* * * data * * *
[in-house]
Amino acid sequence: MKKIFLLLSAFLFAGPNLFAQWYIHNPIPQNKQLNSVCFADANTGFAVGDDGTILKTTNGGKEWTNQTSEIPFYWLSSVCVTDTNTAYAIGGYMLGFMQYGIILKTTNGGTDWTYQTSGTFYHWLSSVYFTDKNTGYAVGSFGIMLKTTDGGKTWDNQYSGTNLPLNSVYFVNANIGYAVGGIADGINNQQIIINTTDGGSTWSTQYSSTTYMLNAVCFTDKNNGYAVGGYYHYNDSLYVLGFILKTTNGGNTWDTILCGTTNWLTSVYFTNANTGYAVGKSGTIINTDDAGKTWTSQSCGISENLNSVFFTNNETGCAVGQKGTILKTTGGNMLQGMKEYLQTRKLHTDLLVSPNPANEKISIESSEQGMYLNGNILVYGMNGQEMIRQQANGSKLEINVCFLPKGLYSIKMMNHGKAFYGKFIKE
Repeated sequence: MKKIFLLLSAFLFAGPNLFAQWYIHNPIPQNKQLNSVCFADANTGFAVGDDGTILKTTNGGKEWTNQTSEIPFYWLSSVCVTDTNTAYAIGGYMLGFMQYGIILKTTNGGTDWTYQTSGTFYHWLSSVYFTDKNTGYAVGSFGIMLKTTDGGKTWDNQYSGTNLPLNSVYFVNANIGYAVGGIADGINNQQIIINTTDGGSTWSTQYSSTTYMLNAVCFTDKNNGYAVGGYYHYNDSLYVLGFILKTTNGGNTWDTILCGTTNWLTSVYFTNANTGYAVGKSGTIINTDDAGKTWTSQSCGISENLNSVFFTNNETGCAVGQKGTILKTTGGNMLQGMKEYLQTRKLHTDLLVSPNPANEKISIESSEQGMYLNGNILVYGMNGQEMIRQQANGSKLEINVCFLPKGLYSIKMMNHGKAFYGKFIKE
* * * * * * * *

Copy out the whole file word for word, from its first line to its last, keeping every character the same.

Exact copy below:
[in-house]
Amino acid sequence: MKKIFLLLSAFLFAGPNLFAQWYIHNPIPQNKQLNSVCFADANTGFAVGDDGTILKTTNGGKEWTNQTSEIPFYWLSSVCVTDTNTAYAIGGYMLGFMQYGIILKTTNGGTDWTYQTSGTFYHWLSSVYFTDKNTGYAVGSFGIMLKTTDGGKTWDNQYSGTNLPLNSVYFVNANIGYAVGGIADGINNQQIIINTTDGGSTWSTQYSSTTYMLNAVCFTDKNNGYAVGGYYHYNDSLYVLGFILKTTNGGNTWDTILCGTTNWLTSVYFTNANTGYAVGKSGTIINTDDAGKTWTSQSCGISENLNSVFFTNNETGCAVGQKGTILKTTGGNMLQGMKEYLQTRKLHTDLLVSPNPANEKISIESSEQGMYLNGNILVYGMNGQEMIRQQANGSKLEINVCFLPKGLYSIKMMNHGKAFYGKFIKE
Repeated sequence: MKKIFLLLSAFLFAGPNLFAQWYIHNPIPQNKQLNSVCFADANTGFAVGDDGTILKTTNGGKEWTNQTSEIPFYWLSSVCVTDTNTAYAIGGYMLGFMQYGIILKTTNGGTDWTYQTSGTFYHWLSSVYFTDKNTGYAVGSFGIMLKTTDGGKTWDNQYSGTNLPLNSVYFVNANIGYAVGGIADGINNQQIIINTTDGGSTWSTQYSSTTYMLNAVCFTDKNNGYAVGGYYHYNDSLYVLGFILKTTNGGNTWDTILCGTTNWLTSVYFTNANTGYAVGKSGTIINTDDAGKTWTSQSCGISENLNSVFFTNNETGCAVGQKGTILKTTGGNMLQGMKEYLQTRKLHTDLLVSPNPANEKISIESSEQGMYLNGNILVYGMNGQEMIRQQANGSKLEINVCFLPKGLYSIKMMNHGKAFYGKFIKE